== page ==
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    I think RP, or someone who follows him, once said that vegetables should be more of a condiment rather than something to base your meal on. Not like these trendy Instagram vegans whose plates are like 90% greens and 10% actual calorie-dense foods. If you look at the long-lived Blue Zones people, they're not cramming down 10 servings of vegetables a day, they're just having a little bit with each meal. I find a bit of kale or romaine or cabbage can be really tasty as a complement to the main dish.
     
  15. James_001

    James_001 Member

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    It is time consuming to prepare and cook a meal...
     
  16. thegiantess

    thegiantess Member

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    I have 8.5 month old twins and I cook every day, every meal. I appreciate that many folks in this country don't have the luxury of much free time.. Especially the working poor. However my guess is that if folks have time to spend on nutrition forums, they likely have time to cook. No?
     
  17. James_001

    James_001 Member

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    Yeah, but I mean whats the benefit of spending time that way?

    Also, I wouldn't spend time on here if I wasn't sick.
     
  18. thegiantess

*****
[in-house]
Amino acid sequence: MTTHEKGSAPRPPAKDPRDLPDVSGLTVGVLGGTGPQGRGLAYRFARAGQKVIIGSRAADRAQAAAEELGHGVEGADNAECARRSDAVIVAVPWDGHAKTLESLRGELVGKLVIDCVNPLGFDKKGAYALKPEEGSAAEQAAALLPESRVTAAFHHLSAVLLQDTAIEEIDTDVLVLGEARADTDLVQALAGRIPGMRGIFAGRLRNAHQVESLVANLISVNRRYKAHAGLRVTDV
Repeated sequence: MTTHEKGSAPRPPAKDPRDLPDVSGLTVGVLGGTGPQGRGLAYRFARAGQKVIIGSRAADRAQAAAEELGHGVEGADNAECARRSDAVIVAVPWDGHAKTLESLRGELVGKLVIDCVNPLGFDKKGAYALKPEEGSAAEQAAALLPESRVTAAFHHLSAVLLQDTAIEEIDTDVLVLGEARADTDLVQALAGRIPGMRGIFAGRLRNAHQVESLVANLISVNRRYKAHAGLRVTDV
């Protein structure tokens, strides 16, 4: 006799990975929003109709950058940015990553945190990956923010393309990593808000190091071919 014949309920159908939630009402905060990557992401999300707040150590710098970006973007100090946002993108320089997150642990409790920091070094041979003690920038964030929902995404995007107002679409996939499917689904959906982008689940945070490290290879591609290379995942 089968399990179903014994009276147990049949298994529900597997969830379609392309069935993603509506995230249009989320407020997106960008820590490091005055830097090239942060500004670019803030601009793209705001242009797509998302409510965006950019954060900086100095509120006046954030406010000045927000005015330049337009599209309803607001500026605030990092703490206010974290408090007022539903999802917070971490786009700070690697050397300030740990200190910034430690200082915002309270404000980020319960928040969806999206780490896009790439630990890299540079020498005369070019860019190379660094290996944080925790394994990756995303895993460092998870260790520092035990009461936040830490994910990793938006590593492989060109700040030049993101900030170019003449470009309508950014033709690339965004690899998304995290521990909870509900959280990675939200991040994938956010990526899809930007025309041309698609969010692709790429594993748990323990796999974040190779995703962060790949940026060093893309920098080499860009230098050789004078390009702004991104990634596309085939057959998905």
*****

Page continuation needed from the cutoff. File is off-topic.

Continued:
thegiantess Member

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    Hm. I guess my point is that often the most obvious thing is what is missing. Preparing whole foods based nutritious meals that you can share with family or other loved ones is in my mind essential to having a healthy relationship with food. By extension, having a healthy relationship with food is a pre requisite to being healthy. Seeing food and meals as a part of life, meant to be enjoyed and shared is one of the things that all the longest lived populations share. Additionally, when you prepare foods and contro the ingredients and eat actual meals it is easier in my mind to be well nourished. Picking and choosing random foods and throwing them together to form a hodge podge of snacks just doesn't make sense to me. I realize the therapeutic value of having a limited diet in the short term, but as a long term solution I see it as creating more problems than it fixes.
     
  19. thegiantess

    thegiantess Member

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    Also. What's the benefit of spending time that way?? Really? Assurance that myself and my family have healthy, delicious food to eat. That's the most obvious value. Not to mention the biological/evolutionary importance of food and preparing food to who we are as humans, establishing a healthy relationship and appreciation of food in my children, expressing creativity, etc. I could go on and on.
     
  20. grenade

    grenade Member

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    Resurrecting this thread from the dead, but @thegiantess made some really good points. My meals have become an odd assortment of snacks. Sugared milk and coffee or cocoa. Bowls of fruit. Platters of shrimp cocktail. Potatoes fried in CO. There’s something enriching about creating, experiencing, and sharing “meals” as opposed to eating something purely for the nutritional content.